Monday morning the market's focus will probably turn towards Europe again. The first round of French presidential elections did not go well for incumbent Nicolas Sarkozy. According to polls on Sunday his socialist rival Francois Hollande beat him by three percentage points. Both candidates will move to the second round of the French presidential race on May 6th. The markets will likely worry that if Hollande wins then cooperation between the EU's two biggest countries, France and Germany, could deteriorate. Sarkozy has worked closely with Germany's Merkel to present a solid front against the EU's fiscal troubles. If Hollande is elected then the EU could find itself lacking the willpower for further bailouts.
Aside from the political game in France, I don't see a lot of changes from my comments a week ago. The U.S. market still looks tired. The fact that the high-profile tech names are starting to sell-off is not a good sign but sector rotation is normal. Of course market corrections are normal too but it's painful if you're long the market when it happens. I am expecting more volatility in the market this week but I suspect the result will be a breakdown to a new lower low as we head into May.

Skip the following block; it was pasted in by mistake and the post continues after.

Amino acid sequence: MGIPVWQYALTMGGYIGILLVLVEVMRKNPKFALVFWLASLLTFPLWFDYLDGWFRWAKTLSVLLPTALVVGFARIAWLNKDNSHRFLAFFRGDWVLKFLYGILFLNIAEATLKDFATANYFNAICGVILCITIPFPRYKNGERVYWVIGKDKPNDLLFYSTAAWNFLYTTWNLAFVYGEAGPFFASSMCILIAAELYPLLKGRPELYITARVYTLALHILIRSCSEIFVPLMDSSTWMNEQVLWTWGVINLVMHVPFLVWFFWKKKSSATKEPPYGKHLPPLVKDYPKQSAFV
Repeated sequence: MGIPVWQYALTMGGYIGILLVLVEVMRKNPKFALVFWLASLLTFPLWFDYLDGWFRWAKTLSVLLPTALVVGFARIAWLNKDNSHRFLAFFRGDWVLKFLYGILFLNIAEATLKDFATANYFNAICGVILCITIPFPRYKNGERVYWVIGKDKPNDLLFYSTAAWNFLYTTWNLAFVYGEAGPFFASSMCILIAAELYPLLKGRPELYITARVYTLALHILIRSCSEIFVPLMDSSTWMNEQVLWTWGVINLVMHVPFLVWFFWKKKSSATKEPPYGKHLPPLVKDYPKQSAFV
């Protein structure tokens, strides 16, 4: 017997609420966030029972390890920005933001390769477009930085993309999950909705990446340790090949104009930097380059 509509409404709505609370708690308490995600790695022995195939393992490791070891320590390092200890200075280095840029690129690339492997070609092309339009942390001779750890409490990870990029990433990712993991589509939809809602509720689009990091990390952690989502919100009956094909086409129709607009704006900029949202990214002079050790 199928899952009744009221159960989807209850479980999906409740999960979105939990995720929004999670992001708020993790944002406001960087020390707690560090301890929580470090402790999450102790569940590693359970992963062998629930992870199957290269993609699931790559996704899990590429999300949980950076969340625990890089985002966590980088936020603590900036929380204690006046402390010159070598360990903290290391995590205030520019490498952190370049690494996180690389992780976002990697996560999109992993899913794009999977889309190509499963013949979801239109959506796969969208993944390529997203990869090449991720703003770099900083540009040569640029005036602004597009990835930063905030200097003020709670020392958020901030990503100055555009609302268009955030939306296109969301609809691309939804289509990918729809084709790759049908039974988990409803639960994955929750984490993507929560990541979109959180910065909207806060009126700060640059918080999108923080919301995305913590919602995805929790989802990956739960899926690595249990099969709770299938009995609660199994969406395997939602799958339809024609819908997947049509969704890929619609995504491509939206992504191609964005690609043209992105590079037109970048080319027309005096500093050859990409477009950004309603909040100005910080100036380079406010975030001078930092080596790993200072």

The Q1 U.S. GDP estimate this week is backward looking but it's going to have an impact on the market anyway. What is concerning is that recent economic reports seem to be showing a slowdown for the U.S. Combine that with a slowing China and a slowing Europe and investors have reason to be concerned. Now add the unknown of presidential races in France and Greece and the ongoing tensions between Iran and the West and we have a recipe for a volatile summer.
I remain bullish for the year as a whole but my bias for the next several weeks is down. Don't rush to launch new long-term bullish trades. We will most likely get a better position to buy into stocks cheaper down the road.